A new era dawns for Myanmar as they elected Htin Kyaw as the country’s first non-military president, since the army took power in a 1962 coup. He, however, dedicated his victory to the leader of the NLP (National League for Democracy) as he addressed the crowd by stating: “This is Aung San Suu Kyi’s victory! I have become President because of Daw Aung San Suu Kyi’s goodwill and loving kindness”.
The word ‘refugee’ conjures up images of desolate camps and tragic, impoverished conditions. As the refugee crisis becomes increasingly pressing, concern grows about how hundreds of thousands of refugees can be housed in specialist camps and how far humanitarian aid resources will stretch. Whilst such aid plays a vital role in the short-term, the provision of aid alone cannot solve the crisis and confining refugees and asylum-seekers to camps means that they are effectively quarantined, unable to integrate into wider society. Isolating refugees in this way is damaging to both the refugees concerned and the host state, creating a cycle of dependency. The only viable way to break this cycle is to empower refugees by strengthening and enforcing the rights they have, under international law, to work within host states.
Europe is in a humanitarian crisis. We have never had so many people arrive in Europe fleeing war, repression and fear. Thousands of refugees continue to arrive at EU borders every day. More than 800’000 refugees and migrants have reached Europe so far with over 3’400 people including children having lost their lives making the journey.
In a short few days, Burma will go to the polls for a parliamentary elections that have long been heralded as the symbol of change from despotic leadership to a fledging new democracy. It is widely expected that the NLD (the party of Daw Aung San Suu Kyi) will sweep to victory. But will this change anything for the millions of ethnic minorities that have long championed Suu Kyi as the saviour...
PUBLIC DEMONSTRATION CALLING FOR END OF GENOCIDE AGAINST ROHINGYA IN BURMA
Whilst Burma waits and is on the cusp of a general election in early November, the world waits with baited breath to see if life improves for the many ethnic groups of Burma who have faced decades of marginalization. The Rohingya, whom the UN has long claimed to be 'one of the most persecuted...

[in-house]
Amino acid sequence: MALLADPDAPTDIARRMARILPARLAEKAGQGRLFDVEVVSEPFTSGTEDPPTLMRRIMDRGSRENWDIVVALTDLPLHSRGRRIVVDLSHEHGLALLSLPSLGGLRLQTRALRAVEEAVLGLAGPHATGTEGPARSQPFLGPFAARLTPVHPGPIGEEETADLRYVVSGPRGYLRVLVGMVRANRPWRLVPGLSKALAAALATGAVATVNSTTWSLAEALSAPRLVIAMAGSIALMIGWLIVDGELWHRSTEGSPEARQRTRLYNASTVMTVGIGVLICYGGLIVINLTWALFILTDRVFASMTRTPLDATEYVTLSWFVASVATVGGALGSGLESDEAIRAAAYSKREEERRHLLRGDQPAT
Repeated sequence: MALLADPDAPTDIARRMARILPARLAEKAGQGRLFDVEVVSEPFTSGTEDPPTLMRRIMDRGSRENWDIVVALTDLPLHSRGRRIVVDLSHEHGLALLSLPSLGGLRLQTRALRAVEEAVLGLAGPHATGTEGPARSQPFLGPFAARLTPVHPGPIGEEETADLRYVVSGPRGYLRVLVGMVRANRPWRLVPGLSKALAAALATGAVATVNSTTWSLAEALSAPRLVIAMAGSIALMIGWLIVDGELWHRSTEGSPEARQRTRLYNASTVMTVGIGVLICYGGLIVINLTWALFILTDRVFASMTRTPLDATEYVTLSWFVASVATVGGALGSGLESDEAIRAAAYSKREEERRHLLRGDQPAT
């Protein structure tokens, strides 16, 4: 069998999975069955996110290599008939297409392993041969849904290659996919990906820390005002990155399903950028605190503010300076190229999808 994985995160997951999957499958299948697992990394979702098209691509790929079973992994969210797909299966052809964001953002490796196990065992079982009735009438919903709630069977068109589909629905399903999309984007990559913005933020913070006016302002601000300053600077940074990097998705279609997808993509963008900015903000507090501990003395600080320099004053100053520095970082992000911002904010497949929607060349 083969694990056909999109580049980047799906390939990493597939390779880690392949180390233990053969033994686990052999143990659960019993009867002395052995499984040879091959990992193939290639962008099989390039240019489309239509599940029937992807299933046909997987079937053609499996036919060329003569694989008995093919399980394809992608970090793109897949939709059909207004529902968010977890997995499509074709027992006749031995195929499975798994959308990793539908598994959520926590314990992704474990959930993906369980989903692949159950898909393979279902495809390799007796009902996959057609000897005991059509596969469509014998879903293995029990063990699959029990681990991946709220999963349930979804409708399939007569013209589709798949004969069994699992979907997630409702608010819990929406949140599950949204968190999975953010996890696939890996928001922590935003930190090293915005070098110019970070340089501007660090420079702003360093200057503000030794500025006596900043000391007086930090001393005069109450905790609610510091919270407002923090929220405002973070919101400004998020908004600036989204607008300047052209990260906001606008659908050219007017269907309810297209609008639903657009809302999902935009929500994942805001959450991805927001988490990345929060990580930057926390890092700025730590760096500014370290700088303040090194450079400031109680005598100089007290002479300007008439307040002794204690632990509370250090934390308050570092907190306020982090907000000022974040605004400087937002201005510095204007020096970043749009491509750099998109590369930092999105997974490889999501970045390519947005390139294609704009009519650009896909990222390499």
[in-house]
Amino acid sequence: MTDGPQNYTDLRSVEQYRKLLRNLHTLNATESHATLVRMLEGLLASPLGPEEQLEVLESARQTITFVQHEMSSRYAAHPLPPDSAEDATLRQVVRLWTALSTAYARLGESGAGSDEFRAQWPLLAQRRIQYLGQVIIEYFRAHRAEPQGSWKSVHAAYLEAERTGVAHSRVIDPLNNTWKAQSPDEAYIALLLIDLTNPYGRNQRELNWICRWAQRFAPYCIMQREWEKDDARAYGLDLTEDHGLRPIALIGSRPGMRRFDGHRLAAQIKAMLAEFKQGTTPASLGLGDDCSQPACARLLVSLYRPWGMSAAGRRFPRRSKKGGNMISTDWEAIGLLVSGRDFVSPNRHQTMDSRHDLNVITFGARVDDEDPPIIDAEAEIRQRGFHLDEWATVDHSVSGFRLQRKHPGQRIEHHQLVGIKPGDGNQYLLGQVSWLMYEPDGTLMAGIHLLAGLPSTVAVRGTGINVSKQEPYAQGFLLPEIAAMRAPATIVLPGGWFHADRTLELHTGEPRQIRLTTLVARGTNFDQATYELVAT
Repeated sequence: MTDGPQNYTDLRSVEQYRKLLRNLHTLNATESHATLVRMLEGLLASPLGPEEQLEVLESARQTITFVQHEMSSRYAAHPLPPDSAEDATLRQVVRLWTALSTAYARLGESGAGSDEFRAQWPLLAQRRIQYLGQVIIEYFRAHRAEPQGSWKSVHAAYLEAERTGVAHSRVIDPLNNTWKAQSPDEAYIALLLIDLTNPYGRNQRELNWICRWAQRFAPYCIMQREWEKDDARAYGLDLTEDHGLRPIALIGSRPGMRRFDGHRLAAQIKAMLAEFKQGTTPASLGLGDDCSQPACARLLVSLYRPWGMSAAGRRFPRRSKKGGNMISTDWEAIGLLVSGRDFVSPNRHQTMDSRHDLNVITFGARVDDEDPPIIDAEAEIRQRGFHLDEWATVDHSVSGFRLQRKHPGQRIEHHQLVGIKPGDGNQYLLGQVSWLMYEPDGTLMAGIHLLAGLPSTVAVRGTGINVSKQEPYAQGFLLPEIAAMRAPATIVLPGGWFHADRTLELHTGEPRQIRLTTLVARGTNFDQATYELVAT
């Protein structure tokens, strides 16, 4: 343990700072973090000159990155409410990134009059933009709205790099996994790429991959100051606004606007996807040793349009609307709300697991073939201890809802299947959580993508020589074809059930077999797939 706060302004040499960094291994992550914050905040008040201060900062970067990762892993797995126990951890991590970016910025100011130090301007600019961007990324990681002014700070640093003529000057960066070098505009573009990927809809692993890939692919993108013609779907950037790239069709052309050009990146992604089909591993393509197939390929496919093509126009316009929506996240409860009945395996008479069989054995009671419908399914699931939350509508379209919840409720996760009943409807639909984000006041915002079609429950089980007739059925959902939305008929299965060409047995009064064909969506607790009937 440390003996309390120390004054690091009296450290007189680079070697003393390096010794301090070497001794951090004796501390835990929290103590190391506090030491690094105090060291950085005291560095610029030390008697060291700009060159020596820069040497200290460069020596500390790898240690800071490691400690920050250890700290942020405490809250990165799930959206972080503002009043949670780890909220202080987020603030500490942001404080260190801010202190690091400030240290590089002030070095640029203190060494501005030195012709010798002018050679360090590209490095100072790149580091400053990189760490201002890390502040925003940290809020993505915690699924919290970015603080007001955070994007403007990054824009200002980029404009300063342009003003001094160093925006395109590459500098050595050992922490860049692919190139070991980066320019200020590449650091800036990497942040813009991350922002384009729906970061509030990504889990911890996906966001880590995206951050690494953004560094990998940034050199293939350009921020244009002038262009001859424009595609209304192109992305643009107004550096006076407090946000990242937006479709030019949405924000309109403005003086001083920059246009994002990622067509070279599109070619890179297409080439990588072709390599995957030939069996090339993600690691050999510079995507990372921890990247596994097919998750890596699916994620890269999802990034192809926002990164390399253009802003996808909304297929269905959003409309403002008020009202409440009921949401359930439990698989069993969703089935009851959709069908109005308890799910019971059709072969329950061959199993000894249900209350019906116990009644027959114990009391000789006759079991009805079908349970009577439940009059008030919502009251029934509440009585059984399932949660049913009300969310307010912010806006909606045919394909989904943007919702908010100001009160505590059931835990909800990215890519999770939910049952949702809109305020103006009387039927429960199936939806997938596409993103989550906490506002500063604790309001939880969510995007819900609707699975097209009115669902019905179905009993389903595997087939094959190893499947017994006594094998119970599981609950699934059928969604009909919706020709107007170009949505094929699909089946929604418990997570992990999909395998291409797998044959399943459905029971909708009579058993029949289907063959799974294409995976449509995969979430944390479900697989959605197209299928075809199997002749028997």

As we approach the end of 2015, the year by which the UN had pledged to end poverty, it is deeply concerning to know that there are still 805 million people in the world who have inadequate food supplies, and more than 1.3 billion living in extreme poverty. With the global population set to rise by 2 billion people by 2050, world hunger is an increasingly pressing concern and the search for a solution must be a global priority. While there is no simple answer to the problem of feeding an ever-growing population, there is a great deal we can learn from studying indigenous farming methods in developing countries. Indigenous techniques may hold the key to ensuring food security and, as supporting small holder farms has been recognised as one of the quickest ways to lift over 1 billion over the poverty line, the seemingly basic techniques employed on small-scale farms warrant serious attention.
With words that beam conviction, she is an acclaimed poet and novelist to whom it seems eloquence comes easily. Not only did Saira Viola pen a special piece for the Rohingya - a community we have worked for extensively, she also lent more of her time to us for an interview in which we discuss everything from her time in Africa, political art and gentrification to her latest crime novel ‘Jukebox’.
In the Langsa area of Aceh province in Indonesia, there are currently three main temporary camps for Rohingya refugees and Bangladeshi migrants. Currently the camps are being administered by IOM (International Organisation for Migration).
In Kuala Langsa there are two sections to the camp, one for Rohingya males and one for Bangladeshi migrant males. In total this camp holds 173 people,...